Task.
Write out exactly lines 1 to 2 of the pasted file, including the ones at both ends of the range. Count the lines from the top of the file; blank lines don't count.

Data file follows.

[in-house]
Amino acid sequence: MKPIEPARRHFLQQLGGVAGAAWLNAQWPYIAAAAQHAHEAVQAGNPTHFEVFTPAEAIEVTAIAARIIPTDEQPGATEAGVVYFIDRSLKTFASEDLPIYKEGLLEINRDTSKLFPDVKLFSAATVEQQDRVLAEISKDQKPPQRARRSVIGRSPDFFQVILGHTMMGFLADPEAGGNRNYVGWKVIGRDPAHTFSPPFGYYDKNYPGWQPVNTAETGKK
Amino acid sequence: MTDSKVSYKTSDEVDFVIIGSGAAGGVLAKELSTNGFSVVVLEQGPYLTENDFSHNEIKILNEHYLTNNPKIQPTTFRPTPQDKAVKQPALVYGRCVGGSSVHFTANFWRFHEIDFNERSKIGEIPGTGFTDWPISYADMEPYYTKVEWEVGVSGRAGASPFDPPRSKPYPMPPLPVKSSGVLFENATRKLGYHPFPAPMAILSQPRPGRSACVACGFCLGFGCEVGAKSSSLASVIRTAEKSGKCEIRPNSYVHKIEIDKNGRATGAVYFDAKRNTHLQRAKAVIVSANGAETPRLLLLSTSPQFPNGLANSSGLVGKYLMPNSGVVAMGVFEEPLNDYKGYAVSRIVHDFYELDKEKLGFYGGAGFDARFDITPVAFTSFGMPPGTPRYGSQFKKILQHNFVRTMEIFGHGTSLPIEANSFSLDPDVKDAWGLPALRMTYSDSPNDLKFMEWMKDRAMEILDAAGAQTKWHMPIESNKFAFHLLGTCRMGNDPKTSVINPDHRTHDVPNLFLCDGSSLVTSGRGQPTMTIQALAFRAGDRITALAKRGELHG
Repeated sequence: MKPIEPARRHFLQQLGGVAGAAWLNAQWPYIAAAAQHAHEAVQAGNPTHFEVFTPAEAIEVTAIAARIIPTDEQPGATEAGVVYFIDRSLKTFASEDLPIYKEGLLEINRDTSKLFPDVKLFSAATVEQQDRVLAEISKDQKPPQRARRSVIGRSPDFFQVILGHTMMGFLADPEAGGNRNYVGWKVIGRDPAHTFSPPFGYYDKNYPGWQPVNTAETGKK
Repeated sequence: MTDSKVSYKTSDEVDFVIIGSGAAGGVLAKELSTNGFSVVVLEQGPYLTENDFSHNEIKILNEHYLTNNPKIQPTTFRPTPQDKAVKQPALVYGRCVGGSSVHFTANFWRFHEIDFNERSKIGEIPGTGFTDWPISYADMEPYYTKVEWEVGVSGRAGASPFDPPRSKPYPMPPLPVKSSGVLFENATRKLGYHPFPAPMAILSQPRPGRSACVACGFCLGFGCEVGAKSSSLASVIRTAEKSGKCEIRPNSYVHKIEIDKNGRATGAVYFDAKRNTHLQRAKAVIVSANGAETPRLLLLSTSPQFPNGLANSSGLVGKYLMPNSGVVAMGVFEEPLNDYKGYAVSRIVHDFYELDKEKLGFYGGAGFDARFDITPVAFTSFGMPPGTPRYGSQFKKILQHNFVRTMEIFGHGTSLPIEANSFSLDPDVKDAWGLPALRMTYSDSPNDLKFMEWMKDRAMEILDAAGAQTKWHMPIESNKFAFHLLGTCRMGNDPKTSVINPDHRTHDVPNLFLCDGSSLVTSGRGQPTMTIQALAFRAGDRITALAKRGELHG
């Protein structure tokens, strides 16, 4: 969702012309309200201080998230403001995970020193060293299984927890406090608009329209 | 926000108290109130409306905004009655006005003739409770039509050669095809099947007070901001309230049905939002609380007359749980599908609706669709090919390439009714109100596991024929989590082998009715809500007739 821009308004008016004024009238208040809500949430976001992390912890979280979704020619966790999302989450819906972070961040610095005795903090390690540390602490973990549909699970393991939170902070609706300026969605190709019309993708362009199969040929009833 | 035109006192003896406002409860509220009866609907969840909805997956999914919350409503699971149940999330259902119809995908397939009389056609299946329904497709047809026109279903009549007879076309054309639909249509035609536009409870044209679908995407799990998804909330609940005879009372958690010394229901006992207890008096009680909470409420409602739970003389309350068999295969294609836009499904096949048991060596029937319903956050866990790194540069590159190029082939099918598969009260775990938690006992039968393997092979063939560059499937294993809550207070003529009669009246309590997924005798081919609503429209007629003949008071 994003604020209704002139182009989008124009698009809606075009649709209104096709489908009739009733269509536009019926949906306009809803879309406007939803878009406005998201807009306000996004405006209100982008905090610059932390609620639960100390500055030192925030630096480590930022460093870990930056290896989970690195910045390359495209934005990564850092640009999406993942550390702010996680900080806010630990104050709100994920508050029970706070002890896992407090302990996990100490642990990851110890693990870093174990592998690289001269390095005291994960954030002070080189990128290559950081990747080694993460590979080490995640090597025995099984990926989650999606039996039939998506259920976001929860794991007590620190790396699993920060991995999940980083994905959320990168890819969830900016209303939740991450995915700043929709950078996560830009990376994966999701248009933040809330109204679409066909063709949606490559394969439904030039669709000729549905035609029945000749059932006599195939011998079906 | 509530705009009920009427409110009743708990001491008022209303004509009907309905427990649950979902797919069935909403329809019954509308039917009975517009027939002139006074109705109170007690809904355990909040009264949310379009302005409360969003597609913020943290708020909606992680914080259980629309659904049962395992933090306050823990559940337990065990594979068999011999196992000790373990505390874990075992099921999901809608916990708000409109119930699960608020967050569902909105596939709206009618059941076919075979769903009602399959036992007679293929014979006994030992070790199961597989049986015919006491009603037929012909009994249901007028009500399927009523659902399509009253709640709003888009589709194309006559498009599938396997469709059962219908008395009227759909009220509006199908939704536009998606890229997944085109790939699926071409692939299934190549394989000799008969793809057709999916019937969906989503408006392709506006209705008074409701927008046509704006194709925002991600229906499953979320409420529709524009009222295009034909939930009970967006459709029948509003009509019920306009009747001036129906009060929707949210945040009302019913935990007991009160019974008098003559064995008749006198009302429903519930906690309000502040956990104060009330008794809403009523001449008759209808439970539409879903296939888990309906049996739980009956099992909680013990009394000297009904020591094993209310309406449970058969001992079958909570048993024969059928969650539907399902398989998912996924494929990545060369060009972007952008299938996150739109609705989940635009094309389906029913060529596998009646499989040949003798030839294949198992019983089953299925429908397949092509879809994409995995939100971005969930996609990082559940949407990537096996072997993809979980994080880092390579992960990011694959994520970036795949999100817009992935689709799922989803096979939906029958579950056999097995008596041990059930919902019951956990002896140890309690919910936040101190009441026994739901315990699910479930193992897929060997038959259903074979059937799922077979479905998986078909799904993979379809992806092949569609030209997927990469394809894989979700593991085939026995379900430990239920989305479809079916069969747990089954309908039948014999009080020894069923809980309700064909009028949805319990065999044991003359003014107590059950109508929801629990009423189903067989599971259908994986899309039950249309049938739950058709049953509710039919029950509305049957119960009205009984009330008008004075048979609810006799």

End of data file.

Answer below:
[in-house]
Amino acid sequence: MKPIEPARRHFLQQLGGVAGAAWLNAQWPYIAAAAQHAHEAVQAGNPTHFEVFTPAEAIEVTAIAARIIPTDEQPGATEAGVVYFIDRSLKTFASEDLPIYKEGLLEINRDTSKLFPDVKLFSAATVEQQDRVLAEISKDQKPPQRARRSVIGRSPDFFQVILGHTMMGFLADPEAGGNRNYVGWKVIGRDPAHTFSPPFGYYDKNYPGWQPVNTAETGKK